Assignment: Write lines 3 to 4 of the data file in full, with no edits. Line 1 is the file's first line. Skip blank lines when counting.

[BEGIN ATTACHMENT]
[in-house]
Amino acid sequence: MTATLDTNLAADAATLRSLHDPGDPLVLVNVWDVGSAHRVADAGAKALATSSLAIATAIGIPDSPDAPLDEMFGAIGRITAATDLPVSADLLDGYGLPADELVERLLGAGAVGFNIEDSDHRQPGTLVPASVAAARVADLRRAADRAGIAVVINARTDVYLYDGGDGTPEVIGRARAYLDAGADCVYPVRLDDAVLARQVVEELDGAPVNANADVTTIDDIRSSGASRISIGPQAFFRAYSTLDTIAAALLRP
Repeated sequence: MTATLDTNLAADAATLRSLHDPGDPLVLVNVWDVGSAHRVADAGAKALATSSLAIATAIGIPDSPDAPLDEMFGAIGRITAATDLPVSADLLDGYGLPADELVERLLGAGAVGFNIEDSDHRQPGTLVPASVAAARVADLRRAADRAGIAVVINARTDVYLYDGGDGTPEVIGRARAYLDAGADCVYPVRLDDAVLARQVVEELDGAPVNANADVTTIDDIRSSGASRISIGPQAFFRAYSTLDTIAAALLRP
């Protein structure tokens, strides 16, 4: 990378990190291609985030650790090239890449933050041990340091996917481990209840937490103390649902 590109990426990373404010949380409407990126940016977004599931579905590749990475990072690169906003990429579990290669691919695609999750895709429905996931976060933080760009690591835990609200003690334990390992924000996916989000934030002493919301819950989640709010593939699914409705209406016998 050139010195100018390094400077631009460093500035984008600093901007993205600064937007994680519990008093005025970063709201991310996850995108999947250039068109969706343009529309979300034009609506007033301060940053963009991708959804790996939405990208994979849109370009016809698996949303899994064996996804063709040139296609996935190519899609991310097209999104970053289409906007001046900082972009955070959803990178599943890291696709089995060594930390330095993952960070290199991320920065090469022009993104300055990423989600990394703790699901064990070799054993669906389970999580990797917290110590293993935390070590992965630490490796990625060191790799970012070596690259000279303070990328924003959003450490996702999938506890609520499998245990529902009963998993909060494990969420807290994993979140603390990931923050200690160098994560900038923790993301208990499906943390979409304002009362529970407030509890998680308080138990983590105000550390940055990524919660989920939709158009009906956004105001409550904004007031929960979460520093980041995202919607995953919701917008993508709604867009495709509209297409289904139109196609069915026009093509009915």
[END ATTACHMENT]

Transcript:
Repeated sequence: MTATLDTNLAADAATLRSLHDPGDPLVLVNVWDVGSAHRVADAGAKALATSSLAIATAIGIPDSPDAPLDEMFGAIGRITAATDLPVSADLLDGYGLPADELVERLLGAGAVGFNIEDSDHRQPGTLVPASVAAARVADLRRAADRAGIAVVINARTDVYLYDGGDGTPEVIGRARAYLDAGADCVYPVRLDDAVLARQVVEELDGAPVNANADVTTIDDIRSSGASRISIGPQAFFRAYSTLDTIAAALLRP
């Protein structure tokens, strides 16, 4: 990378990190291609985030650790090239890449933050041990340091996917481990209840937490103390649902 590109990426990373404010949380409407990126940016977004599931579905590749990475990072690169906003990429579990290669691919695609999750895709429905996931976060933080760009690591835990609200003690334990390992924000996916989000934030002493919301819950989640709010593939699914409705209406016998 050139010195100018390094400077631009460093500035984008600093901007993205600064937007994680519990008093005025970063709201991310996850995108999947250039068109969706343009529309979300034009609506007033301060940053963009991708959804790996939405990208994979849109370009016809698996949303899994064996996804063709040139296609996935190519899609991310097209999104970053289409906007001046900082972009955070959803990178599943890291696709089995060594930390330095993952960070290199991320920065090469022009993104300055990423989600990394703790699901064990070799054993669906389970999580990797917290110590293993935390070590992965630490490796990625060191790799970012070596690259000279303070990328924003959003450490996702999938506890609520499998245990529902009963998993909060494990969420807290994993979140603390990931923050200690160098994560900038923790993301208990499906943390979409304002009362529970407030509890998680308080138990983590105000550390940055990524919660989920939709158009009906956004105001409550904004007031929960979460520093980041995202919607995953919701917008993508709604867009495709509209297409289904139109196609069915026009093509009915």